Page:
Technology defines the way we work, live, play, care and much more. Our lives are increasingly organized around a few digital mega-companies. It is more urgent than ever to take charge of the digital transformation as it has come with many challenges. Today, public debate takes place on social media platforms that resemble public spaces, but are in fact private, commercial spaces, with business models built on polarization. At the same time essential public infrastructures are increasingly being provided by Big Tech and privatized, such as in education and health.
Not only do data centres require enormous amounts energy, the digital transition has led to a more centralised economy with effects on supply chains and consumer behaviour
Stories on Democratic Digital Infrastructures
Here are all the blogs we and our partners have written on the various topics, with interviews of pioneering actors across Europe.
Local economies and communities
Tech platforms active in delivery, retail and mobility services bring convenience for consumers, but disrupt small economies and erode neighborhoods where services were previously provided at a local level.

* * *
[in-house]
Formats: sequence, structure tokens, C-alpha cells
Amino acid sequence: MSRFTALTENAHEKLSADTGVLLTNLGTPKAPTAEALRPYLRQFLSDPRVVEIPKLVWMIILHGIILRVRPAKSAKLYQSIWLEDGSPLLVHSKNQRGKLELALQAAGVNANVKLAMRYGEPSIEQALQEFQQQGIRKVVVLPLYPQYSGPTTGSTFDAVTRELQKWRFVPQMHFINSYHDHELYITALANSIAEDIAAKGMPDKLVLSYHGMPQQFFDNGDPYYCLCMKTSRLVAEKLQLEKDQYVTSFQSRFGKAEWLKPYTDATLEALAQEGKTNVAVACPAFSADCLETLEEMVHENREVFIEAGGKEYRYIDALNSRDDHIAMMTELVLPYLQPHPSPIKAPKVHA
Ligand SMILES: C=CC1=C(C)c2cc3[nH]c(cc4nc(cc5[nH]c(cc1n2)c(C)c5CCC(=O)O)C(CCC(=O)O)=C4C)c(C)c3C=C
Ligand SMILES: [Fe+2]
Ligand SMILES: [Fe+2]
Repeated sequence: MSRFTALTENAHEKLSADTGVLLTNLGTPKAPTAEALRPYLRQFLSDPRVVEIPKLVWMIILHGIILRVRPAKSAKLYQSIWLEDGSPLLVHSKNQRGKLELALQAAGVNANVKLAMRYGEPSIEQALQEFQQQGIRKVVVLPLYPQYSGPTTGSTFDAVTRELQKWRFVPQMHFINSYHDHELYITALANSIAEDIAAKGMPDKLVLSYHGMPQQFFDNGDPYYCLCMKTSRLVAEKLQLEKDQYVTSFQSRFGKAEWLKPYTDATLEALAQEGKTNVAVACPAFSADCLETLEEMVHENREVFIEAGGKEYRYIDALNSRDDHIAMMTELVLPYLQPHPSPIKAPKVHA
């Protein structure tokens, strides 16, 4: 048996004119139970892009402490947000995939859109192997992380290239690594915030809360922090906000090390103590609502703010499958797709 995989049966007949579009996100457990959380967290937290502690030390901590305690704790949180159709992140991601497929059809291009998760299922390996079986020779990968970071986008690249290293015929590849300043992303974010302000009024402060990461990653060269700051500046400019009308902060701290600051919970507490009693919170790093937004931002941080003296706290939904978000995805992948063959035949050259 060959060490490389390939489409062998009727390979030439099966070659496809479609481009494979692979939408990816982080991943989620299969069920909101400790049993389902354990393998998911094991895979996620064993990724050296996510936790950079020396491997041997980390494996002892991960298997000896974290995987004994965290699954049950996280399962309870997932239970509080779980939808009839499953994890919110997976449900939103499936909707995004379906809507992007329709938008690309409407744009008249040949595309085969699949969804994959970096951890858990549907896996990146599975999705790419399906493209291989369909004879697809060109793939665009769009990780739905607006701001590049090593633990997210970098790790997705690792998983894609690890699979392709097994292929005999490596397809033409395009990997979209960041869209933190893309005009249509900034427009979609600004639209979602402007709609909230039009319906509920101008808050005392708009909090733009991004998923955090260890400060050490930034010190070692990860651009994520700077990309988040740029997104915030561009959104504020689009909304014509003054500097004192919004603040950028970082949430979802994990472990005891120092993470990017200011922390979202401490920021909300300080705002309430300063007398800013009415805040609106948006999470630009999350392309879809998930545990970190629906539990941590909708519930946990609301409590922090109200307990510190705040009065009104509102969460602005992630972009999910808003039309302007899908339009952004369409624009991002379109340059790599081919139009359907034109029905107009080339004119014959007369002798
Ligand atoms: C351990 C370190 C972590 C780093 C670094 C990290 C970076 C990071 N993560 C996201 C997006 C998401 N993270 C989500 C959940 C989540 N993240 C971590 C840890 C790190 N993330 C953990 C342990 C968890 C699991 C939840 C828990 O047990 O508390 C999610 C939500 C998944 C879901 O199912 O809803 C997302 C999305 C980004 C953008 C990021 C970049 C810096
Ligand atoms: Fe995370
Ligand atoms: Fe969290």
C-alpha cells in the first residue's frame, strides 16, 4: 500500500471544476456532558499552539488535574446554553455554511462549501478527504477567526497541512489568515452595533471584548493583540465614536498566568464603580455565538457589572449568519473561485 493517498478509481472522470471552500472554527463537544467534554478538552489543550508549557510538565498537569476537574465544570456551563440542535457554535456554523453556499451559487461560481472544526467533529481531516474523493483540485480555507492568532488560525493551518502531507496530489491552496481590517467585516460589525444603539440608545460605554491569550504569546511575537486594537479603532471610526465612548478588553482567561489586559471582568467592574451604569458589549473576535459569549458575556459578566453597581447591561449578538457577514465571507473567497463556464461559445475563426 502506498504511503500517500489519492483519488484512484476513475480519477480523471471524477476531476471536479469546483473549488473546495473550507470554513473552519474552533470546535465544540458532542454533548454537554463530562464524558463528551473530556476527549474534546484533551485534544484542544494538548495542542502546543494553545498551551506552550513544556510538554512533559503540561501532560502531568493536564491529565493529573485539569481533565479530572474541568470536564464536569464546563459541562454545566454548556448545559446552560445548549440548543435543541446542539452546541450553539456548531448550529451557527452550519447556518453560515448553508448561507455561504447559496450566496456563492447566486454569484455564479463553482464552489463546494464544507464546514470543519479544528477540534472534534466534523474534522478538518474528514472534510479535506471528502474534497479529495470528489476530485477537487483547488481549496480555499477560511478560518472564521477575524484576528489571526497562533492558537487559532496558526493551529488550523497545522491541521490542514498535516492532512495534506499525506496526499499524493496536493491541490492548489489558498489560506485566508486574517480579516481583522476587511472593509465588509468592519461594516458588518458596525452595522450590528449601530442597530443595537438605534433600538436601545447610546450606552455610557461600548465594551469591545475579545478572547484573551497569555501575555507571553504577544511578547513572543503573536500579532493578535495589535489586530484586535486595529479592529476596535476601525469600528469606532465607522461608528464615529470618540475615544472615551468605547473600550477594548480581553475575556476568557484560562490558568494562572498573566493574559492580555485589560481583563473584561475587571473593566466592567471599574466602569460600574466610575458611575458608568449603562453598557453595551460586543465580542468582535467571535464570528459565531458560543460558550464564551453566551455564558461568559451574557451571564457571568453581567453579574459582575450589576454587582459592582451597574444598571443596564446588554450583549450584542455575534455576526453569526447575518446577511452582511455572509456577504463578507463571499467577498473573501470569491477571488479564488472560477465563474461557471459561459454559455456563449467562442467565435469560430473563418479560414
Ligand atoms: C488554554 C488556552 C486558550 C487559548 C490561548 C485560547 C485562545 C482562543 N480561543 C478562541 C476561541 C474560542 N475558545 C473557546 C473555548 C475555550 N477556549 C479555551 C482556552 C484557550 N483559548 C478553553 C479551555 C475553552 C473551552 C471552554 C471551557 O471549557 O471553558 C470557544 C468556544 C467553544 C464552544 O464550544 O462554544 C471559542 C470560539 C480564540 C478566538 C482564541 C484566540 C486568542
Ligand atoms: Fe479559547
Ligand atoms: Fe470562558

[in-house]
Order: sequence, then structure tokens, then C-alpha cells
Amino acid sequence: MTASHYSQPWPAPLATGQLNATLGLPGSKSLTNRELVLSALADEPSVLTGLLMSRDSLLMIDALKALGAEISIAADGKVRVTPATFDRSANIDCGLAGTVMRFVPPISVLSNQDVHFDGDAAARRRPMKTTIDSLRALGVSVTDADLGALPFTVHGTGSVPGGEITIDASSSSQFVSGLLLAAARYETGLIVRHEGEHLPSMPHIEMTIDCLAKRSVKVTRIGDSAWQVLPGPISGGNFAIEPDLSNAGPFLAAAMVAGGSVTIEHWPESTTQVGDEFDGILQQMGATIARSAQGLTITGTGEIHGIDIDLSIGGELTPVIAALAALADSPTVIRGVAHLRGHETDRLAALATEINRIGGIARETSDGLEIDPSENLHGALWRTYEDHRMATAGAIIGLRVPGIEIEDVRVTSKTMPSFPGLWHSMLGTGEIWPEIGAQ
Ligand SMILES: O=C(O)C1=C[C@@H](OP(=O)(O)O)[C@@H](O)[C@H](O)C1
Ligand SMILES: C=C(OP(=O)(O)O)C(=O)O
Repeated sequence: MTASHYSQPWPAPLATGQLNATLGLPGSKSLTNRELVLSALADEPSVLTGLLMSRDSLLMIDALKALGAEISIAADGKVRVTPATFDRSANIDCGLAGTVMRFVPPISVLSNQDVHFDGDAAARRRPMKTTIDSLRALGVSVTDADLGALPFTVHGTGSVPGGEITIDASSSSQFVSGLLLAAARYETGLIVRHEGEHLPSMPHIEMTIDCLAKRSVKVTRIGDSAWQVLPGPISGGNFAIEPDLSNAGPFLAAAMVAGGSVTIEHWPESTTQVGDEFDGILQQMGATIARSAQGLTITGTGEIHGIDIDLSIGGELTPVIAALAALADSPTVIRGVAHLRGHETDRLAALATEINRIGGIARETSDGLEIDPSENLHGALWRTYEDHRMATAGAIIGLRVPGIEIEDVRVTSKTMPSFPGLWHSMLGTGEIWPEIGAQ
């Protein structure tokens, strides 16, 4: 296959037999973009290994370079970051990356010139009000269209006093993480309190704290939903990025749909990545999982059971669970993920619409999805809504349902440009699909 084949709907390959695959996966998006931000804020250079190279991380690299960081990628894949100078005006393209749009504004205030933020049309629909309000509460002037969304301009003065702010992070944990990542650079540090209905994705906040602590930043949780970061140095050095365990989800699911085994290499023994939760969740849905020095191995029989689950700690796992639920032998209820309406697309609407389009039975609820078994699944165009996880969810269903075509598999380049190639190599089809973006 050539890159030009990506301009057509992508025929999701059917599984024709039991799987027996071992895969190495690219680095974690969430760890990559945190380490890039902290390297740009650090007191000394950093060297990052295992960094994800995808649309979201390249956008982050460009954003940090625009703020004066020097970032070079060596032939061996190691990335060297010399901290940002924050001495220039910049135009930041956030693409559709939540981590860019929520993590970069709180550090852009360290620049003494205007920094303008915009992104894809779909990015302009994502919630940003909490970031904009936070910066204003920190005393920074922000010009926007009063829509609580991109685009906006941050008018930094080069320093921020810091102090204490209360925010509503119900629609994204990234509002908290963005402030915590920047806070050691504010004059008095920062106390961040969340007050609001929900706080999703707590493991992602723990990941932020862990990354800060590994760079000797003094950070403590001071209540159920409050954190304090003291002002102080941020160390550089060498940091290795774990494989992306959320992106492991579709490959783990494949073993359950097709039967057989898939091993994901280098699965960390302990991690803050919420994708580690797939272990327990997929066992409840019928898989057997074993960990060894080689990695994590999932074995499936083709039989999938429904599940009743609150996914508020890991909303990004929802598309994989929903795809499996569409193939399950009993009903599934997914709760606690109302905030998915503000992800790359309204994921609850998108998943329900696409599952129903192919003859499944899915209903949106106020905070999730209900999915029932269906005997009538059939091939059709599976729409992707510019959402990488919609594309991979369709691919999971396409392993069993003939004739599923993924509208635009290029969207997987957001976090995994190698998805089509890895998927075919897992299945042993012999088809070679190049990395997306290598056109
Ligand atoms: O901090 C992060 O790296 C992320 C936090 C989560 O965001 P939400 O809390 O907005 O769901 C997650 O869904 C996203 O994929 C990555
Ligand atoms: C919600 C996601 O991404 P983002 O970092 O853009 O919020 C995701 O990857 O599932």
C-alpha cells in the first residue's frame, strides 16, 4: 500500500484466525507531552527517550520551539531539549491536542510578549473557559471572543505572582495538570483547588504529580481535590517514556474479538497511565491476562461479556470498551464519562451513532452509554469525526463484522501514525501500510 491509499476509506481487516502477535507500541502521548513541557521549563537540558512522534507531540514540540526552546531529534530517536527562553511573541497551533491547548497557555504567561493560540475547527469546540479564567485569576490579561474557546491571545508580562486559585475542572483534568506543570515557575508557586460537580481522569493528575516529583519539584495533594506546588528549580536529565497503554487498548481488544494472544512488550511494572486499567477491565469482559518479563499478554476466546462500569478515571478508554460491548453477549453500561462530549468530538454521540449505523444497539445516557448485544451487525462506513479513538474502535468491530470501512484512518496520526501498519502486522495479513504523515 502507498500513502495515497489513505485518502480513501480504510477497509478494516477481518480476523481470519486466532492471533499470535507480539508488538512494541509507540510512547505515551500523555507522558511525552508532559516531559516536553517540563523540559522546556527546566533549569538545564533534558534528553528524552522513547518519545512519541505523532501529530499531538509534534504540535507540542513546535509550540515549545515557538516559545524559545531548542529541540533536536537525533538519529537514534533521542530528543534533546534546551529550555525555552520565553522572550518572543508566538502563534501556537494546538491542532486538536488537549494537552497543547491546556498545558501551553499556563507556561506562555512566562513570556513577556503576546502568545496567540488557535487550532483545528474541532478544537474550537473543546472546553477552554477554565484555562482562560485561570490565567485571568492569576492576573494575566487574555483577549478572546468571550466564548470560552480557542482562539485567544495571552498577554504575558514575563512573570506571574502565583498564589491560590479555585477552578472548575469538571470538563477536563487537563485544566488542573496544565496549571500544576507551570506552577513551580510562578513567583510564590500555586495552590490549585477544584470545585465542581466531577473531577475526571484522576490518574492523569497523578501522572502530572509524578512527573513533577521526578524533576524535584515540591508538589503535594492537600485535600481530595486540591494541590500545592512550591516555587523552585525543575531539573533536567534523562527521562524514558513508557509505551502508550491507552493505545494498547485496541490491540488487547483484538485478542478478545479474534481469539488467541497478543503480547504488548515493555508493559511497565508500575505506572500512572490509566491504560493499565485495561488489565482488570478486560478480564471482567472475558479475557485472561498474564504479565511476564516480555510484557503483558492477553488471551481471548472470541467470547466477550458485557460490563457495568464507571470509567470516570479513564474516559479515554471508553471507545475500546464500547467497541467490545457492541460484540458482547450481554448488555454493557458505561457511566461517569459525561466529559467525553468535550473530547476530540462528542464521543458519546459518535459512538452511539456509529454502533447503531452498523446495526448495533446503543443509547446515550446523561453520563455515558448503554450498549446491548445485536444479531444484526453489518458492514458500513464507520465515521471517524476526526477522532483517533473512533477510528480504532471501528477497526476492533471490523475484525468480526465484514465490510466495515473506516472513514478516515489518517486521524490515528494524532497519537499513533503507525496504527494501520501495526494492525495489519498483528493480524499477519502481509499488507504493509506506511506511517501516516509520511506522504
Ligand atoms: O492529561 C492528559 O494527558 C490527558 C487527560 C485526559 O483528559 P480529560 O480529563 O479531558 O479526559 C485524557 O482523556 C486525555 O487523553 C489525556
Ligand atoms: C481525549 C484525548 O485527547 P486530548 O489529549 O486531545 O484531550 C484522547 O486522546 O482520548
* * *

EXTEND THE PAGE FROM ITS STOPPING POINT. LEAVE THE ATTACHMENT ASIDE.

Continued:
As tech platforms expand the gig economy in a range of sectors, workers’ rights are weakened and companies circumvent labour rights through out-of-date legislation.
Despite journalists continuing to produce quality work, the inequitable and skewed distribution of media by big tech platforms creates polarized public debates.
From invisible work and challenges with software, to the dependency on tech giants for essential public infrastructure. What are the costs, when we – schools, pupils, and public institutes, go online?
Building a citizen centered digital public space
How do we create a digital spaces where communities can take center stage ? Where people can enjoy privacy and which provide safe and democratic digital environments; spaces which are free from surveillance capitalism and extractive systems.
We need to create ecosystems which include public infrastructures and digital commons. We need to transition to diverse ownership models geared towards local economies, regenerating and sharing wealth rather than extracting it. For this pluralist economy to function public policies should actively co-create other ecosystems instead of just fixing market failures. This requires imagination and vision that goes beyond the need to regulate markets.
A European digital public space cannot be established without substantial public investment into both large-scale European level infrastructures, as well as incubation of smaller initiatives that will populate this ecosystem. Public tech funds and incubators are two key strategies to achieve that. Here we list the main proposals and other resources.